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  • Immersive horror games are selling people fear
  • Immersive horror games are selling people fear
    Fire Hazard (2016) ©

Immersive horror games are selling people fear

Immersive experiences are being used to entertain people in powerful new ways. With the appetite for event-based entertainment on the rise, UK-based group Fire Hazard is using fear to engage players in fictional worlds that’ll leave them with nightmares.



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    Reality sucks! The science of escapism

    The allure of a virtual world – in which anyone could have magical powers and take risks without consequences – is evidenced by the fact that nearly 19 million people play video games in the UK alone. Canvas8 sat down with Dr. Andrew Kuo to understand why we actively escape into virtual worlds.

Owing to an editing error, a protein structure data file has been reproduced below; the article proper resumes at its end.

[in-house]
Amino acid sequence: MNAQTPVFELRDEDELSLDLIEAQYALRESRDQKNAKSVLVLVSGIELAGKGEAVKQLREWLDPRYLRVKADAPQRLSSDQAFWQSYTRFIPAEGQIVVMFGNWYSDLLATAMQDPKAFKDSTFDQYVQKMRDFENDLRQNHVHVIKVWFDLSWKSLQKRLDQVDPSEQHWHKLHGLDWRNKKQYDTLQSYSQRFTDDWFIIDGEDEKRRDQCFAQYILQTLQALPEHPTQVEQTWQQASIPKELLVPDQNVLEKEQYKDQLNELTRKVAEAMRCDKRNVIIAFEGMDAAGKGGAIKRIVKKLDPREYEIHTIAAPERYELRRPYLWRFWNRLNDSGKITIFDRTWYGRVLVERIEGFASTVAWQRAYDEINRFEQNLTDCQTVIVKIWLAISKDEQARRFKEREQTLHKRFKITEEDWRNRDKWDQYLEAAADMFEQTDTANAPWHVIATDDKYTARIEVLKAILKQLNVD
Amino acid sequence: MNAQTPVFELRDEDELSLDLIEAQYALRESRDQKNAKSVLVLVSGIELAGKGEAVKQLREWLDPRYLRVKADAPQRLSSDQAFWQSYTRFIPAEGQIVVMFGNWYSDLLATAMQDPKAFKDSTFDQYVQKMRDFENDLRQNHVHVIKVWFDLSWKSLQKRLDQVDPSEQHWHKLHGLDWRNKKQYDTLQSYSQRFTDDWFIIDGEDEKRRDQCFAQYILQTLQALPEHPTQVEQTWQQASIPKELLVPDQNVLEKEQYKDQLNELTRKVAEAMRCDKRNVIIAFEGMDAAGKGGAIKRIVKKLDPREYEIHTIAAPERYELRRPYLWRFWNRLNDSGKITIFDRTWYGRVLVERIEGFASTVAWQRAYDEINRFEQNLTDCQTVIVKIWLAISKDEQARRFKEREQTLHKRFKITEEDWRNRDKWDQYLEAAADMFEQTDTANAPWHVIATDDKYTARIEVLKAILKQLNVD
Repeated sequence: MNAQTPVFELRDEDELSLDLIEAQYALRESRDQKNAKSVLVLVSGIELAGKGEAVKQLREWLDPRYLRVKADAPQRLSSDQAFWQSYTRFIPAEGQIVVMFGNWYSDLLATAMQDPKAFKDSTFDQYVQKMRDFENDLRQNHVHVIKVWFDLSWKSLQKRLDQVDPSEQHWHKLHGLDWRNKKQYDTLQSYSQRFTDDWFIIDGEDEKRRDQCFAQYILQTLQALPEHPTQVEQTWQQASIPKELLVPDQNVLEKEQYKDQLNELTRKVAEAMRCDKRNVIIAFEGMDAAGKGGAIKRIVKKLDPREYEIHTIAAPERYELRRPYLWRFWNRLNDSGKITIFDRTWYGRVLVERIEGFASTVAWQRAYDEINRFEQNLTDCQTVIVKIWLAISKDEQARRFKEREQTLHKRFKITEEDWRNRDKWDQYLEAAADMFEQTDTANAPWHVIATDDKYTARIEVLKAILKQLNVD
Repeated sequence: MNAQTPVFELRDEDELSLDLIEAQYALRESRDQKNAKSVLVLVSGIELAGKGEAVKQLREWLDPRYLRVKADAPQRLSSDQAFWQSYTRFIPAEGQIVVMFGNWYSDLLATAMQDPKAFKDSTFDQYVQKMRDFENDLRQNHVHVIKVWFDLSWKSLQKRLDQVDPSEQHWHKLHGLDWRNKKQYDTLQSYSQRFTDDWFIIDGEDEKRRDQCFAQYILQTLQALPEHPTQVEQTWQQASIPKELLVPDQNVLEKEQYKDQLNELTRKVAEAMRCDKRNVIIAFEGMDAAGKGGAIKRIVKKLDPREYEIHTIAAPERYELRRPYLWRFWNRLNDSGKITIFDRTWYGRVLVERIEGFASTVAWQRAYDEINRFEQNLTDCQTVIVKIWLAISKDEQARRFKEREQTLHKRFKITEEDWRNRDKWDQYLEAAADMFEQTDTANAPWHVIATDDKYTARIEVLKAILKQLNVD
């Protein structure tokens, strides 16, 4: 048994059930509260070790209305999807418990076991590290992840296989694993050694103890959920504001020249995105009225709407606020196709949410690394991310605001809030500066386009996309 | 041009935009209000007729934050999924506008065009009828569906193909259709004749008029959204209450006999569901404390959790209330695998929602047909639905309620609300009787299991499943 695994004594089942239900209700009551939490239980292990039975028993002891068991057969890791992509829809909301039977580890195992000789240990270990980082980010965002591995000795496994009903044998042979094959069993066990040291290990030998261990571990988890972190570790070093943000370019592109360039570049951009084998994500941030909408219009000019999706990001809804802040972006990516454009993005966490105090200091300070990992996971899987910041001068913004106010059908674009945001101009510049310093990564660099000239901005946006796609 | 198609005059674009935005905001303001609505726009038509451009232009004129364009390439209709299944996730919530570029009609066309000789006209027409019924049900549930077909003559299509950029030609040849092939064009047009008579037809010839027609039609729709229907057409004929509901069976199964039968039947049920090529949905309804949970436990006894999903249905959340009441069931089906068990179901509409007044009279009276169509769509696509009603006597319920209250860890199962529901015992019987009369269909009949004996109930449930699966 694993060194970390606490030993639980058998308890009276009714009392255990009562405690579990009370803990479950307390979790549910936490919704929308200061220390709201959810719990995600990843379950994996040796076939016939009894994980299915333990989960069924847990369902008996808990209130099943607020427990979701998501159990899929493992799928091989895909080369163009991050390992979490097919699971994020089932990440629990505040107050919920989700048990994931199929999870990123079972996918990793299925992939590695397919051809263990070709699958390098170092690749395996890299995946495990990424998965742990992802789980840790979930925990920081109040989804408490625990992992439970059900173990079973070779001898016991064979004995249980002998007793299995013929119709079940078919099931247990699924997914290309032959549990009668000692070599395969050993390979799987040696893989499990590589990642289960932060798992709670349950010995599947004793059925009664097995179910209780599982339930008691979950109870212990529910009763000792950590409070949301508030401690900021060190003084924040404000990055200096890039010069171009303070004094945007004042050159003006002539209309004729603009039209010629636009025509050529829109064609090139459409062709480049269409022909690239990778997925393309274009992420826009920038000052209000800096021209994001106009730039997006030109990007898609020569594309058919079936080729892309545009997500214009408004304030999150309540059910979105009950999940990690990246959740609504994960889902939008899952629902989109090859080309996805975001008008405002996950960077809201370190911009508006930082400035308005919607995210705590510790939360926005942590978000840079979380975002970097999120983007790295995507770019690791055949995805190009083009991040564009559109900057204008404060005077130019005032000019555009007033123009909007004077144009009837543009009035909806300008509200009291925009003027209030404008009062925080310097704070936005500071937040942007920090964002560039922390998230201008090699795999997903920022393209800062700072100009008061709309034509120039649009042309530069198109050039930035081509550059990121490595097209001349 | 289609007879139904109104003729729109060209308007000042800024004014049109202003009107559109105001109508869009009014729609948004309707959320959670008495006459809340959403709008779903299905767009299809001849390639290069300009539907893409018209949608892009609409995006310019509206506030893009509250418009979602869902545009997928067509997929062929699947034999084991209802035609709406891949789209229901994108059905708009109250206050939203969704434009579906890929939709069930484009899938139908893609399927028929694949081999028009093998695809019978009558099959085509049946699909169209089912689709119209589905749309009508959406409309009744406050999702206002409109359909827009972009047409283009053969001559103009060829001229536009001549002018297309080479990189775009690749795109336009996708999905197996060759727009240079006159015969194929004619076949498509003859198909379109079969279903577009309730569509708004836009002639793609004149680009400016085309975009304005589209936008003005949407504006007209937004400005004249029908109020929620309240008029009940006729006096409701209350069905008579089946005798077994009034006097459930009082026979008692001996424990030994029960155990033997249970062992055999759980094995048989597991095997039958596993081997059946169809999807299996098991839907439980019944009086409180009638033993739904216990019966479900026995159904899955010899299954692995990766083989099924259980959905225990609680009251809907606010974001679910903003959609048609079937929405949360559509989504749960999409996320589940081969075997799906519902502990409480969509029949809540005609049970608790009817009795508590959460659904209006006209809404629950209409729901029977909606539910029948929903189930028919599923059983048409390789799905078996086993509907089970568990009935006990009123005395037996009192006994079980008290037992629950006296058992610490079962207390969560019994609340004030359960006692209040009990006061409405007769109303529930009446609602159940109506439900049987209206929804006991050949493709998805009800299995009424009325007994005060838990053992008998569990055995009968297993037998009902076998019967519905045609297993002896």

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    Is immersive dining too much to stomach?

    Secret Cinema and Punchdrunk brought immersive theatre and cinema to the masses – and food is now getting the same treatment. Nearly three-quarters of Gen Yers want to increase their spending on experiences, but in a competitive restaurant industry, what gets people lining up to buy tickets?

  • Punchdrunk takes immersive theatre to Shanghai

    Punchdrunk takes immersive theatre to Shanghai

    A decade before Google Cardboard et al began making immersive experiences available to anyone with a smartphone, Punchdrunk was revolutionising theatre with its vast, immersive live events. And now, it's taking its most successful production – Sleep No More – to Shanghai.

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    Escape The Room NYC: paying to be locked in a room

    Trying to escape from a locked room might sound like a scene from a horror movie, but people in the US are paying good money to live out this fantasy. What’s the appeal of ‘escape the room’ games, and how do they fit into an entertainment market soon to be dominated by virtual reality?